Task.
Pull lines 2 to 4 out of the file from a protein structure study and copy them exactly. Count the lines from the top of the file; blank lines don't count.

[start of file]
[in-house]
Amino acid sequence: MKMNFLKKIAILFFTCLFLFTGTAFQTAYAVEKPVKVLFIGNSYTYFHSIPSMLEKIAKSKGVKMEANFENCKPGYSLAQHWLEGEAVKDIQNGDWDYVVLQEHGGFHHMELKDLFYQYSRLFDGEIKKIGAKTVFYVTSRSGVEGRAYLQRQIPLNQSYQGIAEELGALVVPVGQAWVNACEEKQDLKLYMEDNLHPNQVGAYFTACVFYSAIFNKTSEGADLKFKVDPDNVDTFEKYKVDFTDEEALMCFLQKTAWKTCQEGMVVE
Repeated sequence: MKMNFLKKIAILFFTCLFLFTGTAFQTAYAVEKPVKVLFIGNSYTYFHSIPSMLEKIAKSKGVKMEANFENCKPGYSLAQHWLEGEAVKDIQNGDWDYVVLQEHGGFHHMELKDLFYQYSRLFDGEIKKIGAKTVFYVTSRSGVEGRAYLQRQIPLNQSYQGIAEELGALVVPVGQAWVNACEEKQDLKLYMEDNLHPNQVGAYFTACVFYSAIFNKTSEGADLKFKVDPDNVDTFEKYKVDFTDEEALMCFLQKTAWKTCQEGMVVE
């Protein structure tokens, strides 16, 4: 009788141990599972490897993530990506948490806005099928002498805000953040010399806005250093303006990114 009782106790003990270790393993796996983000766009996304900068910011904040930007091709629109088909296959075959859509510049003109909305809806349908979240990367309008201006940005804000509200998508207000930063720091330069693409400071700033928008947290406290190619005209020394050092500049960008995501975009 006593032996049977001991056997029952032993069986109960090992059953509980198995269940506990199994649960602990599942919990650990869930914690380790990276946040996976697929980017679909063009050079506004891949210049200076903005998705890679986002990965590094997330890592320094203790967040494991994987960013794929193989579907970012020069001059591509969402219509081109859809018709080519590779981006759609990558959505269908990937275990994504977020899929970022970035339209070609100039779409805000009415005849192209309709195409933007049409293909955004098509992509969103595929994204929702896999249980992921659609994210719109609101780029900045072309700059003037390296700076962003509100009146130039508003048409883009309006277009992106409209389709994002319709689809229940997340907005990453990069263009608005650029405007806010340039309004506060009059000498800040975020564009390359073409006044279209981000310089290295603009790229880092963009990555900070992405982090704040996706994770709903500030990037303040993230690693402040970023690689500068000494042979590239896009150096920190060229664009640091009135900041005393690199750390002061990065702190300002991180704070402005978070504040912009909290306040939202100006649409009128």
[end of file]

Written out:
Amino acid sequence: MKMNFLKKIAILFFTCLFLFTGTAFQTAYAVEKPVKVLFIGNSYTYFHSIPSMLEKIAKSKGVKMEANFENCKPGYSLAQHWLEGEAVKDIQNGDWDYVVLQEHGGFHHMELKDLFYQYSRLFDGEIKKIGAKTVFYVTSRSGVEGRAYLQRQIPLNQSYQGIAEELGALVVPVGQAWVNACEEKQDLKLYMEDNLHPNQVGAYFTACVFYSAIFNKTSEGADLKFKVDPDNVDTFEKYKVDFTDEEALMCFLQKTAWKTCQEGMVVE
Repeated sequence: MKMNFLKKIAILFFTCLFLFTGTAFQTAYAVEKPVKVLFIGNSYTYFHSIPSMLEKIAKSKGVKMEANFENCKPGYSLAQHWLEGEAVKDIQNGDWDYVVLQEHGGFHHMELKDLFYQYSRLFDGEIKKIGAKTVFYVTSRSGVEGRAYLQRQIPLNQSYQGIAEELGALVVPVGQAWVNACEEKQDLKLYMEDNLHPNQVGAYFTACVFYSAIFNKTSEGADLKFKVDPDNVDTFEKYKVDFTDEEALMCFLQKTAWKTCQEGMVVE
């Protein structure tokens, strides 16, 4: 009788141990599972490897993530990506948490806005099928002498805000953040010399806005250093303006990114 009782106790003990270790393993796996983000766009996304900068910011904040930007091709629109088909296959075959859509510049003109909305809806349908979240990367309008201006940005804000509200998508207000930063720091330069693409400071700033928008947290406290190619005209020394050092500049960008995501975009 006593032996049977001991056997029952032993069986109960090992059953509980198995269940506990199994649960602990599942919990650990869930914690380790990276946040996976697929980017679909063009050079506004891949210049200076903005998705890679986002990965590094997330890592320094203790967040494991994987960013794929193989579907970012020069001059591509969402219509081109859809018709080519590779981006759609990558959505269908990937275990994504977020899929970022970035339209070609100039779409805000009415005849192209309709195409933007049409293909955004098509992509969103595929994204929702896999249980992921659609994210719109609101780029900045072309700059003037390296700076962003509100009146130039508003048409883009309006277009992106409209389709994002319709689809229940997340907005990453990069263009608005650029405007806010340039309004506060009059000498800040975020564009390359073409006044279209981000310089290295603009790229880092963009990555900070992405982090704040996706994770709903500030990037303040993230690693402040970023690689500068000494042979590239896009150096920190060229664009640091009135900041005393690199750390002061990065702190300002991180704070402005978070504040912009909290306040939202100006649409009128």